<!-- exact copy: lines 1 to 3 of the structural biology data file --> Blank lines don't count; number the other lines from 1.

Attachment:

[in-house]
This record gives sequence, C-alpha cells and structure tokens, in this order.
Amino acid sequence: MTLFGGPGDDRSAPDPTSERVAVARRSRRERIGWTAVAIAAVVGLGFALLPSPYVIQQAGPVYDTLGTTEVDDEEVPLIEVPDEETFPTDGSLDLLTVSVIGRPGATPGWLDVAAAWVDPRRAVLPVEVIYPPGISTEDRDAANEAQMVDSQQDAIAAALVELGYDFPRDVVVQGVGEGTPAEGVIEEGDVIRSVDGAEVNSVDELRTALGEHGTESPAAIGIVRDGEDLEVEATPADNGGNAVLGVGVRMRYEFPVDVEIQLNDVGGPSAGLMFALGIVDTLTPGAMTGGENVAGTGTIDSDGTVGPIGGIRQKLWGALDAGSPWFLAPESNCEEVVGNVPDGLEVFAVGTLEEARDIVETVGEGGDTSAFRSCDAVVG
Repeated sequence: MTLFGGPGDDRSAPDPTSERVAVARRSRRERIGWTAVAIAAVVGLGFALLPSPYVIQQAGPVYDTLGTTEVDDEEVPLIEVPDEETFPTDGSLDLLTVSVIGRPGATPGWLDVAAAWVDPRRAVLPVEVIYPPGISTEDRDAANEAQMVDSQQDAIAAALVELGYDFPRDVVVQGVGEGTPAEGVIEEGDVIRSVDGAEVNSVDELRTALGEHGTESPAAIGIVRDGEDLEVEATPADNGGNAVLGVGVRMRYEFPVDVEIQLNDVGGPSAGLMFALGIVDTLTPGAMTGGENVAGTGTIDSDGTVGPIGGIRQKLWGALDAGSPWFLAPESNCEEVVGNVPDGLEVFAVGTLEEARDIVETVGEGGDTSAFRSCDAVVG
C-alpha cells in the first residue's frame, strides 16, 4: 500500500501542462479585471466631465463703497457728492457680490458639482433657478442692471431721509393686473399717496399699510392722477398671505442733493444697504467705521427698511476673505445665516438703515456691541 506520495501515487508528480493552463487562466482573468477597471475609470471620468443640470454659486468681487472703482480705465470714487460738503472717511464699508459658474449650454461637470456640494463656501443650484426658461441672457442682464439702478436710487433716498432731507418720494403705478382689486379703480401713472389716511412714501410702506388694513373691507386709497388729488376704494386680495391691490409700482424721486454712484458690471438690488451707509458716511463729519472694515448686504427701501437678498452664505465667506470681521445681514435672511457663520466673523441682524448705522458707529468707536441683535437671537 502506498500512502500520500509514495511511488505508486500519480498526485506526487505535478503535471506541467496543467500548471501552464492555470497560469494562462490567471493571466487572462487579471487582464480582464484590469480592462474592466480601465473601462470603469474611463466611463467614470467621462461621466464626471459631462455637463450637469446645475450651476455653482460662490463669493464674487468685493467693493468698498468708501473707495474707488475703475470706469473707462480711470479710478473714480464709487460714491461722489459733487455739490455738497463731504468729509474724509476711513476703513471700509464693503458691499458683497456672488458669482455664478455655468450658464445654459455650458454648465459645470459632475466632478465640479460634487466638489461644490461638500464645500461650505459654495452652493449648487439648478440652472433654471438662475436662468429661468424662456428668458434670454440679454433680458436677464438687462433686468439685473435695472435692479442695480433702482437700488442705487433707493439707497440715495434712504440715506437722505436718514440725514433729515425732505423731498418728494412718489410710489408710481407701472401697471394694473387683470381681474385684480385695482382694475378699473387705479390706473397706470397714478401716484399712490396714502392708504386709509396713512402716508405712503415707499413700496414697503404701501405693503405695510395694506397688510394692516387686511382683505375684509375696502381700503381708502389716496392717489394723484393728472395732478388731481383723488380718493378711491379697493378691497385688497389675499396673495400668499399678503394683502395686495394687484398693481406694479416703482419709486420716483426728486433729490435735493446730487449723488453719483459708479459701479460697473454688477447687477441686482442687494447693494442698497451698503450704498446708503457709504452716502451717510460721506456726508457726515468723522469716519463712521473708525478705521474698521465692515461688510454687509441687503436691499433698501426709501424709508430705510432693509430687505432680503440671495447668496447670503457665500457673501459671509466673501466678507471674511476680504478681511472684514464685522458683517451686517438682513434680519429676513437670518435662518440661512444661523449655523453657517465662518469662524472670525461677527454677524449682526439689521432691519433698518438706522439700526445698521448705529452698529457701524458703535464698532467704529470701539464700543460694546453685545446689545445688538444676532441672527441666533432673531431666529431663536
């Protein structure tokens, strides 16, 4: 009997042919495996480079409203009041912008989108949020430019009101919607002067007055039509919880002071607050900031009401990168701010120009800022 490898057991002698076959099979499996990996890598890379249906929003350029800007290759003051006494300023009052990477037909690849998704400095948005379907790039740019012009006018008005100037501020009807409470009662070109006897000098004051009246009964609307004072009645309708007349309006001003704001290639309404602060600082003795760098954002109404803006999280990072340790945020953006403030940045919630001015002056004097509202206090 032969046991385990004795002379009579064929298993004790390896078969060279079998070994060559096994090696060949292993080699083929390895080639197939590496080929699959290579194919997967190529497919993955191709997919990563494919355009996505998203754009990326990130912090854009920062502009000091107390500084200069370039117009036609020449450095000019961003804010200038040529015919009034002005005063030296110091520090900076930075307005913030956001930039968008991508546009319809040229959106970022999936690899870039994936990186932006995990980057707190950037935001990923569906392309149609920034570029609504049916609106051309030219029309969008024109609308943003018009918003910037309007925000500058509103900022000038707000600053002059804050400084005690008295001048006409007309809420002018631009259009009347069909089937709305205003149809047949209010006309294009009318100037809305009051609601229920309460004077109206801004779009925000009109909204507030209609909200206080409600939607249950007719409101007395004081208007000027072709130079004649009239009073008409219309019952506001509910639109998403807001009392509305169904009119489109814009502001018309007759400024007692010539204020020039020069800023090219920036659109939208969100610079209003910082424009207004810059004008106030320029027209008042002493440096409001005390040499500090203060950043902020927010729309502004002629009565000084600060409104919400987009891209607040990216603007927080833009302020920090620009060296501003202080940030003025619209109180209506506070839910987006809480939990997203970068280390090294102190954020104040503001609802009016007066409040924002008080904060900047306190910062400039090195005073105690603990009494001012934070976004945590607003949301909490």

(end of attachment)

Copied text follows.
[in-house]
This record gives sequence, C-alpha cells and structure tokens, in this order.
Amino acid sequence: MTLFGGPGDDRSAPDPTSERVAVARRSRRERIGWTAVAIAAVVGLGFALLPSPYVIQQAGPVYDTLGTTEVDDEEVPLIEVPDEETFPTDGSLDLLTVSVIGRPGATPGWLDVAAAWVDPRRAVLPVEVIYPPGISTEDRDAANEAQMVDSQQDAIAAALVELGYDFPRDVVVQGVGEGTPAEGVIEEGDVIRSVDGAEVNSVDELRTALGEHGTESPAAIGIVRDGEDLEVEATPADNGGNAVLGVGVRMRYEFPVDVEIQLNDVGGPSAGLMFALGIVDTLTPGAMTGGENVAGTGTIDSDGTVGPIGGIRQKLWGALDAGSPWFLAPESNCEEVVGNVPDGLEVFAVGTLEEARDIVETVGEGGDTSAFRSCDAVVG